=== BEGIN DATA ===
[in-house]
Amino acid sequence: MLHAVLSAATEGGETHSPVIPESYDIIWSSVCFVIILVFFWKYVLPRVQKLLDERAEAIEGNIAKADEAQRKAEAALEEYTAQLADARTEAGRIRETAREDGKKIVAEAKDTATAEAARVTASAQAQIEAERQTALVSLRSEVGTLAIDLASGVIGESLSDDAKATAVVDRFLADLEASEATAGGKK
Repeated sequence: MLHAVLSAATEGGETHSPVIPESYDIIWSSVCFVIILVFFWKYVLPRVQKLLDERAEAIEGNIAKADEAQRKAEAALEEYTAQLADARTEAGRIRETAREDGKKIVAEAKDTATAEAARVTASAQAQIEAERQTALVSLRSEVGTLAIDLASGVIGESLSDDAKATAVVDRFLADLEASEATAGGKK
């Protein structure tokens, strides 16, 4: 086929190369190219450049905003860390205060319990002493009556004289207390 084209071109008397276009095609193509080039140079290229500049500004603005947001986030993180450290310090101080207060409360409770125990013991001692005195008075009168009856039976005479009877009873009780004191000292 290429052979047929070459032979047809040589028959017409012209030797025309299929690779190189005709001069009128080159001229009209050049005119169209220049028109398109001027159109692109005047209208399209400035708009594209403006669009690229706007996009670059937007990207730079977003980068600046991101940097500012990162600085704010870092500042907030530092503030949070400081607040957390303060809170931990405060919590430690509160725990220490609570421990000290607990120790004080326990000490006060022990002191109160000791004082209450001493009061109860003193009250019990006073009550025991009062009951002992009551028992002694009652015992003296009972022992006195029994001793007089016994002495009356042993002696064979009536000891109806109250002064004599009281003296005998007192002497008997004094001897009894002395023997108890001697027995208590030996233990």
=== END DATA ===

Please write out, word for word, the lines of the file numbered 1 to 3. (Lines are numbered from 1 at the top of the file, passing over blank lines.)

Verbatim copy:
[in-house]
Amino acid sequence: MLHAVLSAATEGGETHSPVIPESYDIIWSSVCFVIILVFFWKYVLPRVQKLLDERAEAIEGNIAKADEAQRKAEAALEEYTAQLADARTEAGRIRETAREDGKKIVAEAKDTATAEAARVTASAQAQIEAERQTALVSLRSEVGTLAIDLASGVIGESLSDDAKATAVVDRFLADLEASEATAGGKK
Repeated sequence: MLHAVLSAATEGGETHSPVIPESYDIIWSSVCFVIILVFFWKYVLPRVQKLLDERAEAIEGNIAKADEAQRKAEAALEEYTAQLADARTEAGRIRETAREDGKKIVAEAKDTATAEAARVTASAQAQIEAERQTALVSLRSEVGTLAIDLASGVIGESLSDDAKATAVVDRFLADLEASEATAGGKK